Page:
• collective bargaining activities or collective agreements negotiated or concluded in terms of the Labour Act 11 of 2007;
  • concerted conduct designed to achieve a non-commercial socio-economic objective; and
  • in relation to goods or services which the Minister of Trade and Industry, with the concurrence of the Namibia Competition Commission declares by notice in the Government Gazette, to be exempt from the provisions of the Act.

The Namibian Competition Commission is assigned with a number of power, duties and responsibilities under the Act, including:

  • to administer and enforce the Competition Act;
  • to inform the public of the provisions of the Competition Act and the functions of the Commission;
  • to interact with similar authorities of other countries to exchange information, knowledge and expertise;
  • to advise the Minister on matters referred to the Commission by the Minister and to conduct research on matters as requested by the Minister;
  • to implement measures aimed at increasing market transparency; and
  • to investigate any contraventions or potential contraventions of the provisions of the Competition Act.
Impact of the regulatory regime on business

The Competition Act prohibits restrictive business practices and the abuse of a dominant position in a market in Namibia, or a part of Namibia. The Competition Act further prohibits the implementation of a proposed merger, unless such merger has been approved by the Namibian Competition Commission and in accordance with any conditions attached to such approval as imposed by the Commission, if any.


Competition in Namibia is regulated by the Competition Act 2 of 2003, which safeguards and promotes competition in the Namibian market. It establishes and regulates the Namibian Competition Commission.

Competition regulations

Rules of the Namibia Competition Commission (Government Notice 41 in Government Gazette 4004 of 3 March 2008)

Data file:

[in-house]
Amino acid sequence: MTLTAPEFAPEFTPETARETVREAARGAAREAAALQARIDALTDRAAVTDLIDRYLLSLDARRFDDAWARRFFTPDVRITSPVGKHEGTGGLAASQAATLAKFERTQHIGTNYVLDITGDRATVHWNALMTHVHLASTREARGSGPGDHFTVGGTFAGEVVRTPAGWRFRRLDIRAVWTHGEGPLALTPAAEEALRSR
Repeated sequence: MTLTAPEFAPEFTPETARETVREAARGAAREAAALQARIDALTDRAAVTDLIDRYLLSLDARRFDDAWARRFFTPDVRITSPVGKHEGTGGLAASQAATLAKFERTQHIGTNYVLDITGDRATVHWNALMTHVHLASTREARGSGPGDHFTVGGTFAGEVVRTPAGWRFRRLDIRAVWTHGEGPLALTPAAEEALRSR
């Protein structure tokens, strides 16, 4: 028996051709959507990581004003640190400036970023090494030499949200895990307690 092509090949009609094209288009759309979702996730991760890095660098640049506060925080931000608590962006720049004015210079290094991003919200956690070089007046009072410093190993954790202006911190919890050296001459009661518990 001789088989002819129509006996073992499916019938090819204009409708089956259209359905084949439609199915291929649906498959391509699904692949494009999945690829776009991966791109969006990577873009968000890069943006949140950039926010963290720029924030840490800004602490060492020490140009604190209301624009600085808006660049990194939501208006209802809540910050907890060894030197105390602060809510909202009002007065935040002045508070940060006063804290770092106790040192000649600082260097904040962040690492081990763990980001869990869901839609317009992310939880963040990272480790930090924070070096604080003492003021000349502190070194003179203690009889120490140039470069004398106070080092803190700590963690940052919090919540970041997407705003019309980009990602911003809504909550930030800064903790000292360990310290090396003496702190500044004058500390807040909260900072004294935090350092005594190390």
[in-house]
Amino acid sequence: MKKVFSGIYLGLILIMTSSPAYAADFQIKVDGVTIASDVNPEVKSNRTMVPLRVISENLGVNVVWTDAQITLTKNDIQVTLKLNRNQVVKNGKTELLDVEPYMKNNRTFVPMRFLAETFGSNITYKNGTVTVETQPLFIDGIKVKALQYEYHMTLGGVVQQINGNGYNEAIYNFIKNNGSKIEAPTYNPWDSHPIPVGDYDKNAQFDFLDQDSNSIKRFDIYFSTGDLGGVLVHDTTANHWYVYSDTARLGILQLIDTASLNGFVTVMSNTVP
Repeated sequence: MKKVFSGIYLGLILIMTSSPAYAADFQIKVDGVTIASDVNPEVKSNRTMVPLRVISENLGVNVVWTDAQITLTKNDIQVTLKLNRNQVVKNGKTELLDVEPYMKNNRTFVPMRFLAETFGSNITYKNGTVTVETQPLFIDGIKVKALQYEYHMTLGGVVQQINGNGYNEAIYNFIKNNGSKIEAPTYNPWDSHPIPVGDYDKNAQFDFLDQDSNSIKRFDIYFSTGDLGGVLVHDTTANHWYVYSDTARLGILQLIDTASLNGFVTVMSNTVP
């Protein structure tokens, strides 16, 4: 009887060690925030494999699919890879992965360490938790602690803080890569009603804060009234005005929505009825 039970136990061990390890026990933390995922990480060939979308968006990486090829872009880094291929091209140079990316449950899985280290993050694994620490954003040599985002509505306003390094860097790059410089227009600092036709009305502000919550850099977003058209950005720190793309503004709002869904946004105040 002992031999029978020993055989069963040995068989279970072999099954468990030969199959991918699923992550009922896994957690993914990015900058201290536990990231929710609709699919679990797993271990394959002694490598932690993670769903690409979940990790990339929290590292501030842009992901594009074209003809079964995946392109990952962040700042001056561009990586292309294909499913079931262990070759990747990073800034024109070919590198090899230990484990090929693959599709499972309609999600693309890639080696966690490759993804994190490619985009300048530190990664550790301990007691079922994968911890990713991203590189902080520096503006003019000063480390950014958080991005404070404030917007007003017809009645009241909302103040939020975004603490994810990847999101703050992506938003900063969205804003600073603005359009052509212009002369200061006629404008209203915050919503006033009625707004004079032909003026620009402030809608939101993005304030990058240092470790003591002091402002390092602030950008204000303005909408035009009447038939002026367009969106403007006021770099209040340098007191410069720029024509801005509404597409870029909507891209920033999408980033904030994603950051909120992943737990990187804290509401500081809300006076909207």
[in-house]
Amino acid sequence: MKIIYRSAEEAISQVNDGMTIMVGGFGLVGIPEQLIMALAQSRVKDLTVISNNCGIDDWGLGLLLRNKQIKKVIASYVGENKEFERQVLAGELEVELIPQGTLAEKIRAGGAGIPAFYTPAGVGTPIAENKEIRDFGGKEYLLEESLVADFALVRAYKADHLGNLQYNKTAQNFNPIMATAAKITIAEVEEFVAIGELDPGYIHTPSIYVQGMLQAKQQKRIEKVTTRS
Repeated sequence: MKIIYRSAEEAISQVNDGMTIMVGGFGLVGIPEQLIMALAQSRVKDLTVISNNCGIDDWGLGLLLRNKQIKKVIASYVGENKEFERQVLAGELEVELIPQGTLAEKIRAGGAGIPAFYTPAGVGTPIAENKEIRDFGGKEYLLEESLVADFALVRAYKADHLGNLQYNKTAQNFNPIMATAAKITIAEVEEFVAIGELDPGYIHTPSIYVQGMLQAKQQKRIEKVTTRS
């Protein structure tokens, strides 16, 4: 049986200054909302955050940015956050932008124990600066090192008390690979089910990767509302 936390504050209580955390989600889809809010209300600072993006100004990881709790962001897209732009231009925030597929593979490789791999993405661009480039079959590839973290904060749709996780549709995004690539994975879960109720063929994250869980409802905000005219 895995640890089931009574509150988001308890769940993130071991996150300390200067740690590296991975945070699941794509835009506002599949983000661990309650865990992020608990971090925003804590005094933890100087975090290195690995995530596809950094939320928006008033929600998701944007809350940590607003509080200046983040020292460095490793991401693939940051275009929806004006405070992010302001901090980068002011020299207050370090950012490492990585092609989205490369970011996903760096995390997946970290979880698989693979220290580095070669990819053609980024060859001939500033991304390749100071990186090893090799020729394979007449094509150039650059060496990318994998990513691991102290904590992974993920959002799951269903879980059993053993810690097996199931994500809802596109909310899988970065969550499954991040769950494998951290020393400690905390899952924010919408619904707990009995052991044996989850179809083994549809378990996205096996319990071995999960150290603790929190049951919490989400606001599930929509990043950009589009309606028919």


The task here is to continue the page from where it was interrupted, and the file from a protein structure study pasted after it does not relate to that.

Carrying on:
Corruption / transparency
Signatories to United Nations Convention Against Corruption?


Signatories to the African Union Convention on Preventing and Combating Corruption?


(UNAC) ratified?




Corruption Perception Index rank worldwide for 2017


Corruption Perception Index score for 2017


Signatories to the OECD Convention on Combating Bribery of Foreign Public Officials in International Business Transactions?


Enforcement of foreign judgments

Namibia's Enforcement of Foreign Civil Judgments Act 28 of 1994, provides that civil judgements granted in designated countries may be enforced in magistrates' courts in Namibia. The aforesaid Act only applies to a final judgment or order for the payment of money in a country with which Namibia has entered into an agreement providing for the reciprocal enforcement of foreign civil judgments and which country is designated by the Minister of Justice.

Only the Republic of South Africa has been declared as a designated country (see Government Notice 112 in Government Gazette 1095 of June 1995). Hence, no foreign judgments (save for South African judgments) are directly enforceable in Namibia. A foreign judgment granted outside Namibia, in any country which is not declared a designated country, by a court of competent jurisdiction (i.e. countries other than South Africa) is not directly enforceable, but does constitute a cause of action.

The High Court of Namibia will enforce such cause of action provided that:

  • the court which pronounced judgment had jurisdiction to entertain the matter according to principles recognised by Namibian law with reference to jurisdiction of foreign courts ("international jurisdiction/ competence");
  • judgment is final and conclusive in its effect and has not become superannuated;